MORE ORATORIO THAN OPERA So James Levine decided to program Les Troyens in concert,
and the result was overwhelming.
I just got home and I’m still shaking. Along with about 2000 other concertgoers, I spent this Sunday afternoon and evening at the Boston Symphony Orchestra’s full performance of Berlioz’s epic Les Troyens — his operatic dramatization of Virgil’s sprawling story of the Trojan War and its aftermath, one part dealing with the fall of Troy, the other with the Trojans at Carthage and centering on the doomed love affair between Aeneas, the surviving Trojan prince, and Dido, the widowed queen of Carthage. Les Troyens is one of the most ambitious undertakings in the history of opera, and it has some of Berlioz’s most adventurous, powerful, and unbelievably gorgeous music. The act four sequence of quintet, septet, and love duet is non-stop musical orgasm (which is what it’s supposed to represent). In 1972, Sarah Caldwell presented the first complete American staging. This was Boston’s first chance to hear it since.
James Levine has led Les Troyens numerous times; that includes two Metropolitan Opera productions, the last of which, in 2003, featured the late Lorraine Hunt Lieberson’s towering Dido and Ben Heppner’s glorious Aeneas. (Their love duet had some of the most sublime singing I’ve ever heard.) But this BSO performance may have been even closer to his heart. He seems to have solved all his problems with the orchestra, which was with him every inch of the way, “the way” encompassing some five hours of music separated by a dinner break. And John Oliver’s Tanglewood Festival Chorus outdid even itself in precision, dramatic responsiveness, and passion. There were separate evenings devoted to each part. But this complete performance was the one the true Berlioz lovers came to be overwhelmed by.
At Levine’s press conference for the 2008–2009 BSO season a week ago Monday, a highlight of which is Verdi’s brooding political opera, Simon Boccanegra, the question came up about opera in concert. We enjoy opera on the radio and on CDs, he replied, so why not in concert, especially if it’s an opera with powerful orchestral scoring rather than a lot of scenic effects or dramatic action you want to see play out. Les Troyens certainly fits that category. Berlioz’s own libretto, borrowing some radiant poetic language from Shakespeare, seems almost more oratorio-like than operatic. (It’s not in “scenes” but in “tableaux.”) Caldwell’s staging was memorable, but the two inadequate Met productions distracted from rather than added to the experience. At a day-long symposium at Harvard, Levine talked about how much more vivid the Trojan Horse of our imagination is than any stage image could be.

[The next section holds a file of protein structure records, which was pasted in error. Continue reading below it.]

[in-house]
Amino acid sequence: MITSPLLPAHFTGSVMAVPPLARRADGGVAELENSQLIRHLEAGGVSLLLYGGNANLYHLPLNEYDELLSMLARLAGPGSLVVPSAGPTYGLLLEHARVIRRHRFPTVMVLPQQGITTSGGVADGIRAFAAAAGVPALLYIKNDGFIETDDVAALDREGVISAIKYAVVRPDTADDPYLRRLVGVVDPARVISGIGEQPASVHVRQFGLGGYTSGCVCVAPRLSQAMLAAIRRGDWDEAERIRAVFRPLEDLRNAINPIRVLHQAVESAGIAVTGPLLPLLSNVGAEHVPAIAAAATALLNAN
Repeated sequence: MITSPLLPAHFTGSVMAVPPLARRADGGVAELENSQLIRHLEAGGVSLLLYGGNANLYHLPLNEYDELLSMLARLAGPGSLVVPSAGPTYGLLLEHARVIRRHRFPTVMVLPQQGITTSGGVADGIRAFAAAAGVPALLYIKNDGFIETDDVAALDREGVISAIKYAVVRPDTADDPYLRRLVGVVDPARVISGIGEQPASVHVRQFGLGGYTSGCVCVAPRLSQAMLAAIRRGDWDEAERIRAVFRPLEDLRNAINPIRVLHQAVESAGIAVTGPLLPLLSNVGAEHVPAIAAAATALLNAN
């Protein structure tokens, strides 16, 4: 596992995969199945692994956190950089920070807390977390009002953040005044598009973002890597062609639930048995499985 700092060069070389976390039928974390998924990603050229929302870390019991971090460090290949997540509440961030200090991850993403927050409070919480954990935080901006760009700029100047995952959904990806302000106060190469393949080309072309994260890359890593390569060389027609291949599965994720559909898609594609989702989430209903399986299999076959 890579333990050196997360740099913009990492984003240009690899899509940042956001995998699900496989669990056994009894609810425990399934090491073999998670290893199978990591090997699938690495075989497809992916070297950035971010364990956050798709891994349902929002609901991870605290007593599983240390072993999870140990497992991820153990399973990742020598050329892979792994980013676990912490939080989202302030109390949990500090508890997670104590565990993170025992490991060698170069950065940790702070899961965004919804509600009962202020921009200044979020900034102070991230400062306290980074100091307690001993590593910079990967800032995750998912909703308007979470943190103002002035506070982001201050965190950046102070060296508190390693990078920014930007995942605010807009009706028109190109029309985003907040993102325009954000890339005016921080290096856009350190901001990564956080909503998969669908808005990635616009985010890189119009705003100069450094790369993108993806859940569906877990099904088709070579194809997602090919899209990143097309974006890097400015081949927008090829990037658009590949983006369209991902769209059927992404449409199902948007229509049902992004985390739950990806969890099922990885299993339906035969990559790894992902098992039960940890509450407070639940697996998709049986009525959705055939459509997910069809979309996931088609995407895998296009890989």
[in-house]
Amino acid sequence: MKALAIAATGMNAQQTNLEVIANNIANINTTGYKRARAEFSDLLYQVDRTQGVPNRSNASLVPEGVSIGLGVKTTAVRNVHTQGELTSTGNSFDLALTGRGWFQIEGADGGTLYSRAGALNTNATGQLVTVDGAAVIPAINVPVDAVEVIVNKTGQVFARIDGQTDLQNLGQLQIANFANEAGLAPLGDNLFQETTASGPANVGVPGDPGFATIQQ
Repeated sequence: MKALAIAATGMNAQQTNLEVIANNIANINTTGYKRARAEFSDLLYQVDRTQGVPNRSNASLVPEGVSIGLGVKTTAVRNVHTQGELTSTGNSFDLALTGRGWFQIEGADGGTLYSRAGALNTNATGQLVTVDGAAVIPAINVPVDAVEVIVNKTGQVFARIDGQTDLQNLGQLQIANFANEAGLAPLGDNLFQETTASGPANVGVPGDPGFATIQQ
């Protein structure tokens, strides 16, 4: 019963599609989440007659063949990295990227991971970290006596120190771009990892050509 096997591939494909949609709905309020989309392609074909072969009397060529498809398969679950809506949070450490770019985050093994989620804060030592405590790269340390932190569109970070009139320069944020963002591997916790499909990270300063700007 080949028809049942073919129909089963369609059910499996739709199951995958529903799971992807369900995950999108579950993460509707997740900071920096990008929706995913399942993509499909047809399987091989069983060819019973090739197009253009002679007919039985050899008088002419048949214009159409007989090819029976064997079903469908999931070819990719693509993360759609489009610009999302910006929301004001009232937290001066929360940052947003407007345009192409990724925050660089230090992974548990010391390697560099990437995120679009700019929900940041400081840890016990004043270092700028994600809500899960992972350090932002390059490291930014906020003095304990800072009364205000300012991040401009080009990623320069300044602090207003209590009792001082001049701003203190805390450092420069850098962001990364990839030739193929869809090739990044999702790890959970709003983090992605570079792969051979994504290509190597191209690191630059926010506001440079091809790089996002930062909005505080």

In this BSO concert version, the orchestra provided its own Technicolor and Cinemascope. Ominous warnings coiled inexorably around our chests; love music transported us into ecstasies. Strong soloists helped. Last year, French mezzo-soprano Yvonne Naef, eyes glued to her score, seemed to give little more than 10 percent as the tormented Marguerite in Berlioz’s La damnation de Faust. But as Cassandra, and fighting a severe cold, she gave 110 percent — she was gripping, heartfelt, and heroic. (The only signs of illness were her handkerchief and the china mug from which she sipped.) Some of Dido is too big for Swedish mezzo Anne Sofie von Otter, but she sounded better than in Mahler’s Das Lied von der Erde a few weeks ago, and she offered such a full and convincing portrayal, the chancier details played only bit parts. Met tenor Marcello Giordano’s Aeneas was both elegant and powerful, though his loudest high notes tended to lose texture. Dwayne Croft gave Chorebus, Cassandra’s lover, an importance the part’s brevity would seem to preclude.
Role after smaller role was admirably and eloquently filled. Tenor Eric Cutler (the Nemorino in Boston Lyric Opera’s recent L’elisir d’amore) deserved the huge hand he got for Iopas’s ravishing pastoral aria, and Canadian-American tenor Philippe Castagner, the sailor Hylas, sang his homesick lullaby exquisitely. Boston baritone David Kravitz and bass-baritone James Courtney were delightful as sailors having too good a time in Carthage to leave. So was Met mezzo Kate Lindsey (impressive in John Harbison’s new Fifth Symphony) as Ascanius, Aeneas’s young son. Korean bass Kwangchul Youn resonantly grounded the bottom of the scale. And so on down the line.
But it was Levine and the orchestra who held me in thrall. The playing, from William R. Hudgins’s quiet clarinet solo depicting the widowed Andromache to the chilling bass tremolos, was never less than astonishing, conveying layer upon layer of meaning and emotion — and scenery. Levine, swirling in his new revolving chair, waved his arms as if he were more magician than musician. In Les Troyens he was both.